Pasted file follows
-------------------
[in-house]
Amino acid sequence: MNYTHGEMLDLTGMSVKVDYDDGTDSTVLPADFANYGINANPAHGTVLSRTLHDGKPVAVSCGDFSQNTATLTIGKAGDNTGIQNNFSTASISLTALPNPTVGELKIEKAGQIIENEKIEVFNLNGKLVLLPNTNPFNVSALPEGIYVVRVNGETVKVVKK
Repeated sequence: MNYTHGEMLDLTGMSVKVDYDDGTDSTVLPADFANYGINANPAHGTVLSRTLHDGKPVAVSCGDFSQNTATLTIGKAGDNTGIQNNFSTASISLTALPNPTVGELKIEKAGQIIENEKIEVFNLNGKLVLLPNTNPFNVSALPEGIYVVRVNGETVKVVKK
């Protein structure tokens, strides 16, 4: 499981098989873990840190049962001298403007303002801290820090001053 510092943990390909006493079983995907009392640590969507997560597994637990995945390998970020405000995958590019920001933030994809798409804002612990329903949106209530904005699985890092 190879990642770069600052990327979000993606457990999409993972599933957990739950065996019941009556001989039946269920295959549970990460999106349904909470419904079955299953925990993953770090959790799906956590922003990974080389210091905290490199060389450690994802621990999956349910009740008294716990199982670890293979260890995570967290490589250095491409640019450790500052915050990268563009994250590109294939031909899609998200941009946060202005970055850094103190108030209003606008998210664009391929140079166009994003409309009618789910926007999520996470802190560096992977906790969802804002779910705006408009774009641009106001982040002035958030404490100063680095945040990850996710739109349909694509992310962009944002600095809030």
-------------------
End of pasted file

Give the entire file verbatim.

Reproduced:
[in-house]
Amino acid sequence: MNYTHGEMLDLTGMSVKVDYDDGTDSTVLPADFANYGINANPAHGTVLSRTLHDGKPVAVSCGDFSQNTATLTIGKAGDNTGIQNNFSTASISLTALPNPTVGELKIEKAGQIIENEKIEVFNLNGKLVLLPNTNPFNVSALPEGIYVVRVNGETVKVVKK
Repeated sequence: MNYTHGEMLDLTGMSVKVDYDDGTDSTVLPADFANYGINANPAHGTVLSRTLHDGKPVAVSCGDFSQNTATLTIGKAGDNTGIQNNFSTASISLTALPNPTVGELKIEKAGQIIENEKIEVFNLNGKLVLLPNTNPFNVSALPEGIYVVRVNGETVKVVKK
């Protein structure tokens, strides 16, 4: 499981098989873990840190049962001298403007303002801290820090001053 510092943990390909006493079983995907009392640590969507997560597994637990995945390998970020405000995958590019920001933030994809798409804002612990329903949106209530904005699985890092 190879990642770069600052990327979000993606457990999409993972599933957990739950065996019941009556001989039946269920295959549970990460999106349904909470419904079955299953925990993953770090959790799906956590922003990974080389210091905290490199060389450690994802621990999956349910009740008294716990199982670890293979260890995570967290490589250095491409640019450790500052915050990268563009994250590109294939031909899609998200941009946060202005970055850094103190108030209003606008998210664009391929140079166009994003409309009618789910926007999520996470802190560096992977906790969802804002779910705006408009774009641009106001982040002035958030404490100063680095945040990850996710739109349909694509992310962009944002600095809030």